Folic acid is most beneficial during the first 28 days after conception, when most neural tube defects occur. Unfortunately, many women do not realize they are pregnant before 28 days. Therefore, folic acid intake should begin prior to conception and continue through pregnancy. Your physician will recommend the appropriate amount of folic acid to meet your individual needs.
Most physicians will prescribe a prenatal supplement before conception, or shortly afterward, to ensure all of the woman's nutritional needs are met. However, a prenatal supplement does not replace a healthy diet.
Many women have low iron stores as a result of monthly menstruation and diets low in iron. Building iron stores helps prepare a mother's body for the needs of the fetus during pregnancy. Good sources of iron include the following:
- meats - beef, pork, lamb, liver, and other organ meats
- poultry - chicken, duck, turkey, liver (especially dark meat)
- fish - shellfish, including clams, mussels, oysters, sardines, and anchovies
- leafy greens of the cabbage family, such as broccoli, kale, turnip greens, and collards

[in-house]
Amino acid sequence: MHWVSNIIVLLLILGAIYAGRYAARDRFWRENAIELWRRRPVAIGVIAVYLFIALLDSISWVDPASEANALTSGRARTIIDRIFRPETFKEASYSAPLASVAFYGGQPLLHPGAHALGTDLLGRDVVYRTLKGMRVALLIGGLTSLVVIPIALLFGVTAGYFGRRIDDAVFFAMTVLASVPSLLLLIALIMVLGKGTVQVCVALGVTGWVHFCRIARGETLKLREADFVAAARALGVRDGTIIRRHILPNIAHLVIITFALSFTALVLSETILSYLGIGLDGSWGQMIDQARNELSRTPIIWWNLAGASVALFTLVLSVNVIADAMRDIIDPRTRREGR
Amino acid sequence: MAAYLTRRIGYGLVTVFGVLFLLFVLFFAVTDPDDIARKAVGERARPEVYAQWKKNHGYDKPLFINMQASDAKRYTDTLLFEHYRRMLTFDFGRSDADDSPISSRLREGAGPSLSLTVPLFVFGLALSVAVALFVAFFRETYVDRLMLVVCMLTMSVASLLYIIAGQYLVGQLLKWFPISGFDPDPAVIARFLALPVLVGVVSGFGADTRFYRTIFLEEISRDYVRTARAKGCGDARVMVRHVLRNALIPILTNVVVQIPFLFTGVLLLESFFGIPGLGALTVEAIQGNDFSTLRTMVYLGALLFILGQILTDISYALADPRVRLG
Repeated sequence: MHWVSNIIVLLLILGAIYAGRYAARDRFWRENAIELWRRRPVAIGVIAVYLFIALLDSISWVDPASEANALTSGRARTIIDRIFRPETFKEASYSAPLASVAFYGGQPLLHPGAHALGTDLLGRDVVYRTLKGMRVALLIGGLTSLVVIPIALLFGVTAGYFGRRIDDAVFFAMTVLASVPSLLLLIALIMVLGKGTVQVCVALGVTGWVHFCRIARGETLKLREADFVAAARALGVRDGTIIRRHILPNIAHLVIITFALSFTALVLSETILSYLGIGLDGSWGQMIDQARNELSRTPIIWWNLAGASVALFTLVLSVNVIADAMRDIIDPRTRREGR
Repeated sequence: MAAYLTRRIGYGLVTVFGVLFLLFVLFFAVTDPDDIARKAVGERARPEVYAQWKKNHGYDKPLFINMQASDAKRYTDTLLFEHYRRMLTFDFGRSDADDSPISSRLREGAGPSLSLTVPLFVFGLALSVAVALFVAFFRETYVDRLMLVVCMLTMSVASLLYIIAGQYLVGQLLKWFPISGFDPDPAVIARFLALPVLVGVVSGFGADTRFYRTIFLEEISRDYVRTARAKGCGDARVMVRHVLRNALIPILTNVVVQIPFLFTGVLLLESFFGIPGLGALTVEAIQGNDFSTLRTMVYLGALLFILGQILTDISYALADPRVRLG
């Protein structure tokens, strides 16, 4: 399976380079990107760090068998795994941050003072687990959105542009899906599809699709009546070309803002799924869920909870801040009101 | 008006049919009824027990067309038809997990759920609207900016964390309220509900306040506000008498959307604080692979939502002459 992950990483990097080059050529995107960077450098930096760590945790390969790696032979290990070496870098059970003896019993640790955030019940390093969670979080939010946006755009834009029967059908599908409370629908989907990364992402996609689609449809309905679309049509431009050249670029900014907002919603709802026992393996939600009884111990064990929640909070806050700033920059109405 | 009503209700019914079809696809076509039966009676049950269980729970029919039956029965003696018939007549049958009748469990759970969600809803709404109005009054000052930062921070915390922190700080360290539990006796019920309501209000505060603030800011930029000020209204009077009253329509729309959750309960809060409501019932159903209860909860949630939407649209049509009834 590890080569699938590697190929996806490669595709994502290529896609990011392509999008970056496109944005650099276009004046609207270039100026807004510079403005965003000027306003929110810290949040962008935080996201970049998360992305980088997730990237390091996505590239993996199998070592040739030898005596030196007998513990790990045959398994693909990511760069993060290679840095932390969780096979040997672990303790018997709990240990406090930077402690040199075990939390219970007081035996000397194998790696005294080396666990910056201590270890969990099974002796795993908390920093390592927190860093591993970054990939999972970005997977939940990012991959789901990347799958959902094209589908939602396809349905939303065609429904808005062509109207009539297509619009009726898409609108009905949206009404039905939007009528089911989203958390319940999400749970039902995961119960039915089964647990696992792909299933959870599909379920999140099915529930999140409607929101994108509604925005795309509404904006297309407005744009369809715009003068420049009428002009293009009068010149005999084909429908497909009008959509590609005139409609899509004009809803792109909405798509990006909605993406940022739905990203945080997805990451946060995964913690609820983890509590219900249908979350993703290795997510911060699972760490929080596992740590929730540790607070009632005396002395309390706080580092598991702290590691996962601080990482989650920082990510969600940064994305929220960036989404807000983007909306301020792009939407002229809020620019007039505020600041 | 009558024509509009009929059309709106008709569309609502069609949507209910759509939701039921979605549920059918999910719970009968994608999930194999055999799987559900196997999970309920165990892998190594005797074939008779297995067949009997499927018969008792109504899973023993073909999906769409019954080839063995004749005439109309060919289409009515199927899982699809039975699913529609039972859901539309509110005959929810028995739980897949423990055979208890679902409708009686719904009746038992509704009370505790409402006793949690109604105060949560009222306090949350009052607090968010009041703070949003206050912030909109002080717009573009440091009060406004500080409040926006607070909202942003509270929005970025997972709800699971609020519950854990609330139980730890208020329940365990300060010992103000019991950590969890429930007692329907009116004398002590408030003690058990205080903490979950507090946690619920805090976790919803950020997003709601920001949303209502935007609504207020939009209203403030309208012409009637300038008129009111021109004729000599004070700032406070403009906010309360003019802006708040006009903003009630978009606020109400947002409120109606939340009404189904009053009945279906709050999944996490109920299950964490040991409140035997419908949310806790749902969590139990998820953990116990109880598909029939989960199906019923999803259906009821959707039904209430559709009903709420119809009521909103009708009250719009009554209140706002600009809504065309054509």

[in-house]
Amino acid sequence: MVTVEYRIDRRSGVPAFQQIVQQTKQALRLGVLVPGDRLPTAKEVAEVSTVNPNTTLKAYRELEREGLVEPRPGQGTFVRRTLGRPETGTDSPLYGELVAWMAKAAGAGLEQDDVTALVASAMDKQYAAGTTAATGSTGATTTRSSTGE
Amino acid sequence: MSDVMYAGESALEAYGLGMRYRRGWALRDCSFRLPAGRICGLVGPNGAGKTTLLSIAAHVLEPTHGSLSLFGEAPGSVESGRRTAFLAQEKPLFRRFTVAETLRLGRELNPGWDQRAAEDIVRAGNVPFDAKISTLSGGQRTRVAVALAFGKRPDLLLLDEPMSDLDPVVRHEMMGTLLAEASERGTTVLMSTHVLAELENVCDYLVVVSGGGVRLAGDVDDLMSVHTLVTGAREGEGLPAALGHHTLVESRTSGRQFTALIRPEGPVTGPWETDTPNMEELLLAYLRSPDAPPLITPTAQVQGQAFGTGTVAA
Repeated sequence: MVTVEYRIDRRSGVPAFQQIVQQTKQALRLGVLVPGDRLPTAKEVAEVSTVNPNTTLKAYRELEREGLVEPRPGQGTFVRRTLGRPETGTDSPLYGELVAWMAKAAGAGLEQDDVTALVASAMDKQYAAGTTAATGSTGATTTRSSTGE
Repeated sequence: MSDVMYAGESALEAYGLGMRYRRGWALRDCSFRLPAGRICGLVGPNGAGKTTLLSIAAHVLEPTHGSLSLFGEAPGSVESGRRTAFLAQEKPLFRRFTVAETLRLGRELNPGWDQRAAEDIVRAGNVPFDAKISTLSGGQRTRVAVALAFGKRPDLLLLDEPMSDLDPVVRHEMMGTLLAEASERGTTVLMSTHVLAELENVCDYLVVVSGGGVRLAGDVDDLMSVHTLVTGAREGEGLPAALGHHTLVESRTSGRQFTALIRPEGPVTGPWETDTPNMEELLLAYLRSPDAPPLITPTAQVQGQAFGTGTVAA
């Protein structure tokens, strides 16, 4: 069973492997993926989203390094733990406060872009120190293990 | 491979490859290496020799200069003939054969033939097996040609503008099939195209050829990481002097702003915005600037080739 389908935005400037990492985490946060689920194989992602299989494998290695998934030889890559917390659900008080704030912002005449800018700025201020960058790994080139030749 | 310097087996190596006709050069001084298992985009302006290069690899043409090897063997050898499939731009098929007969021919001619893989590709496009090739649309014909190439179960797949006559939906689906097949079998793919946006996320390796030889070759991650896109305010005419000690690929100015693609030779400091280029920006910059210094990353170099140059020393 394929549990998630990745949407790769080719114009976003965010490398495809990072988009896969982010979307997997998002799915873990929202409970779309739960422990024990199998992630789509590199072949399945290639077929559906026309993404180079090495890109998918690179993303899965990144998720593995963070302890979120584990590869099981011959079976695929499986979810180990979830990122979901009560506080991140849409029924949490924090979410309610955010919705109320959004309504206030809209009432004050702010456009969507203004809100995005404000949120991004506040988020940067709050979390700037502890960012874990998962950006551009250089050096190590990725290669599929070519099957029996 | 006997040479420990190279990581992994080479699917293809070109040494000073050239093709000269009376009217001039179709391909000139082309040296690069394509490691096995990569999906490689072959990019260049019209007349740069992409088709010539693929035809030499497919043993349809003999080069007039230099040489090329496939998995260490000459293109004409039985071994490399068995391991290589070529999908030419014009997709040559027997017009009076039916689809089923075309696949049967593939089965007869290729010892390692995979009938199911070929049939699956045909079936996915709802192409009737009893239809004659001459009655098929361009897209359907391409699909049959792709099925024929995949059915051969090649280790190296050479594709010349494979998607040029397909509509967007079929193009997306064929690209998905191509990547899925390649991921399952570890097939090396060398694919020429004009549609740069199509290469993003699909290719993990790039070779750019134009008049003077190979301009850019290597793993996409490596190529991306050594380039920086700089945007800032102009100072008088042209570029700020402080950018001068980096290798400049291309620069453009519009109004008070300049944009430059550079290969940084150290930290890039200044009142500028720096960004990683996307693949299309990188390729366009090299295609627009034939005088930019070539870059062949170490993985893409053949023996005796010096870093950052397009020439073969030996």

- legumes, such as lima beans and green peas; dry beans and peas, such as pinto beans, black-eyed peas, and canned baked beans
- yeast-leavened whole-wheat bread and rolls
- iron-enriched white bread, pasta, rice, and cereals
Preparing for pregnancy includes building healthy bones. If there is not enough calcium in the pregnancy diet, the fetus may draw calcium from the mother's bones, which can put women at risk for osteoporosis later in life. The recommended calcium intake for most non-pregnant women is 1,200 milligrams and an additional 400 milligrams is needed during pregnancy. Three or more servings of milk or other dairy products each day equals about 1,200 milligrams of calcium.
Always consult your physician regarding your healthy diet and exercise requirements.
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Online Resources of High-Risk Pregnancy